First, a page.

- Hardcover: 336 pages
- Publisher: Marvel; Slp edition (August 12, 2014)
- Language: English
- ISBN-10: 0785185534
- ISBN-13: 978-0785185536
- Product Dimensions: 10.9 x 1.1 x 11.9 inches
- Shipping Weight: 4.8 pounds
- Average Customer Review: 63 customer reviews
- Amazon Best Sellers Rank: #431,960 in Books (See Top 100 in Books)
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Marvel's Guardians of the Galaxy: The Art of the Movie Hardcover – August 12, 2014
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This is another stunning book from Marvel. The hardcover and slipcase, with wrap-around artwork, are just as beautiful as the previous releases. The pages are thick and high gloss and it is packed with gorgeous art work and designs. The Guardians offer a unique opportunity to introduce an entirely new universe to audiences. So much of the film had to be developed from scratch that there is more concept art and weapon/vehicle design here than in any previous book since Iron Man. And the detail is off the charts! Every major character gets several pages devoted to look and costume, and many of the minor characters also. The Collector's assistant, Carina, even has two pages! I was delighted to see the evolution of each Guardian's look, with the many costume designs and make-ups tests considered. The section on Drax and his scars/tattoos was mind-blowing.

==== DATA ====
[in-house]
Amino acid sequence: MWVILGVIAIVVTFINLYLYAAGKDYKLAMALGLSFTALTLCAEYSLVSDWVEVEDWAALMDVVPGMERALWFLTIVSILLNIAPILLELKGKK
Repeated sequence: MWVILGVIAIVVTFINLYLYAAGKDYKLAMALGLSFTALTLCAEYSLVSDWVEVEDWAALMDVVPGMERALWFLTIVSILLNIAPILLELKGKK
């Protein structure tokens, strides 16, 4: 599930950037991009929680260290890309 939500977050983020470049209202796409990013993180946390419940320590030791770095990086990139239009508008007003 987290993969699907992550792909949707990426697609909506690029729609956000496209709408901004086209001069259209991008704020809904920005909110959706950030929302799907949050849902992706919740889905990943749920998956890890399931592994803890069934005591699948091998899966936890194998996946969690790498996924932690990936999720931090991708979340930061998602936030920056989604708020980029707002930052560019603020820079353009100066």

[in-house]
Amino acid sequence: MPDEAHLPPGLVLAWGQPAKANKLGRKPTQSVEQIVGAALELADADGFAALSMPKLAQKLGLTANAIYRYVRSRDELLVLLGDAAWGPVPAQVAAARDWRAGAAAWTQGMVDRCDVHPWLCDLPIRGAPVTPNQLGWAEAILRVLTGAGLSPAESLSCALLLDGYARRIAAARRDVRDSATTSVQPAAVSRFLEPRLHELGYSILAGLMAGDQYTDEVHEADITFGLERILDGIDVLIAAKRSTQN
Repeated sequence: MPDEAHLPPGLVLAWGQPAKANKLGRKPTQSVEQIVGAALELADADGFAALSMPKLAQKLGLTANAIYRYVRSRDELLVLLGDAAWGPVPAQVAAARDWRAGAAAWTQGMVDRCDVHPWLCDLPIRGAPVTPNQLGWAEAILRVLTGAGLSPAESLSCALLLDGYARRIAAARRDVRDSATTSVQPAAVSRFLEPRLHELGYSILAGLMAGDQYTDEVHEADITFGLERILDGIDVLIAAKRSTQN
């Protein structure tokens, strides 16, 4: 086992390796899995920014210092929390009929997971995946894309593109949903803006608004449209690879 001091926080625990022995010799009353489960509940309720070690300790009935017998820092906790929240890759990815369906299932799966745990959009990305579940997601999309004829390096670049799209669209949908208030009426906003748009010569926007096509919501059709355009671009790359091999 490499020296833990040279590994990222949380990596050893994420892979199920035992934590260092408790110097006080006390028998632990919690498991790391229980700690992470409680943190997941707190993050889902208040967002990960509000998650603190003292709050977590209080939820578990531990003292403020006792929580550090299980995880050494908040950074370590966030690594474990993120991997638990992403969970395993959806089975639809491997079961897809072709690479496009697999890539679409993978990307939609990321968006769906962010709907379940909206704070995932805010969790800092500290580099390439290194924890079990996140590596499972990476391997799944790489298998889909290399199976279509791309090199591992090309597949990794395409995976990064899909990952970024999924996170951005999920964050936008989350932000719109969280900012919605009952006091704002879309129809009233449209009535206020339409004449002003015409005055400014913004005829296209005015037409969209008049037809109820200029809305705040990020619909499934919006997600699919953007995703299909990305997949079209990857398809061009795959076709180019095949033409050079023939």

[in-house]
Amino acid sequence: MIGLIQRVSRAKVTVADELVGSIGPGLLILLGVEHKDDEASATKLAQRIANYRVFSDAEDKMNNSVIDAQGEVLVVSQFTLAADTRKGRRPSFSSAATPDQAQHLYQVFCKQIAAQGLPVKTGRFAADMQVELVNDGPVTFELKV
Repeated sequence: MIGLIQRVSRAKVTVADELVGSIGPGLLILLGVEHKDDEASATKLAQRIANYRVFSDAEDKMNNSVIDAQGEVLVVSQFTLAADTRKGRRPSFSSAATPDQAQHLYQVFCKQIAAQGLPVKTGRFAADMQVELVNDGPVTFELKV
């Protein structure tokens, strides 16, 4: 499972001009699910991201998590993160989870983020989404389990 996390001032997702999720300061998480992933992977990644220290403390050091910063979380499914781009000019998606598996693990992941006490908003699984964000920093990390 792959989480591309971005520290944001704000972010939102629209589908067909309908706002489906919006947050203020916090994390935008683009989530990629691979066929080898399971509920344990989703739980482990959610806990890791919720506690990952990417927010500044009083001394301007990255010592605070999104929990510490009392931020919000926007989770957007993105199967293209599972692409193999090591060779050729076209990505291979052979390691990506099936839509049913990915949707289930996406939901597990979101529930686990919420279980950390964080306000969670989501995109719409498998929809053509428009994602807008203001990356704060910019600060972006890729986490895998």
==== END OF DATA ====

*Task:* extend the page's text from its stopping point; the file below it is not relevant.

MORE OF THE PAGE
The book is laid out chronologically vis-à-vis the film, just as all the Phase 2 books have been. Since Star Lord is introduced in the film first, his is the first chapter after the introductions. As usual, the text ties back into the comics whenever possible to show how characters/costumes were inspired by or changed from the original works. I also loved how most of the concept art was previously unseen. Lots of images from the previous books were released (or leaked) online ahead of publication, but not here. The section of the Collector and his museum was brilliant. There were lots of Easter eggs for Marvel & comics fans in there and the book explores some of that.
The reason I didn't give this book five stars is that it has two issues that keep it from being amazing. First, there is a noticeable amount of gutter loss throughout, wherein images are obscured or corrupted by going into the spine. After producing nine art books, this is really inexcusable from a design stand point. For large landscape images of the settings, this isn't a problem - if a couple buildings go into the spine, no big loss. However, it is a big deal when it happens with characters. One image of Rocket which spans two pages has him completely "eaten" by the spine but the rest of the image is empty (e.g. there is NOTHING to the right and left of him except background color)! This happens again with Baby Groot. There is no reason these images couldn't be cropped to avoid the problem. And some of the group shots should have been re-sized to prevent characters from disappearing.
The second issue, as others have pointed out, is that the book really needed screen caps and character stills. Though this is an art book, it's really helpful - essential even - to see the final design as used in the film alongside all the concept art that led to it, especially for character costumes and make-up. The prior art books did this, so it's a mystery why it wasn't done so here.
Overall though, this is still an impressive production that truly opens up the universe of the Guardians. Highly recommended.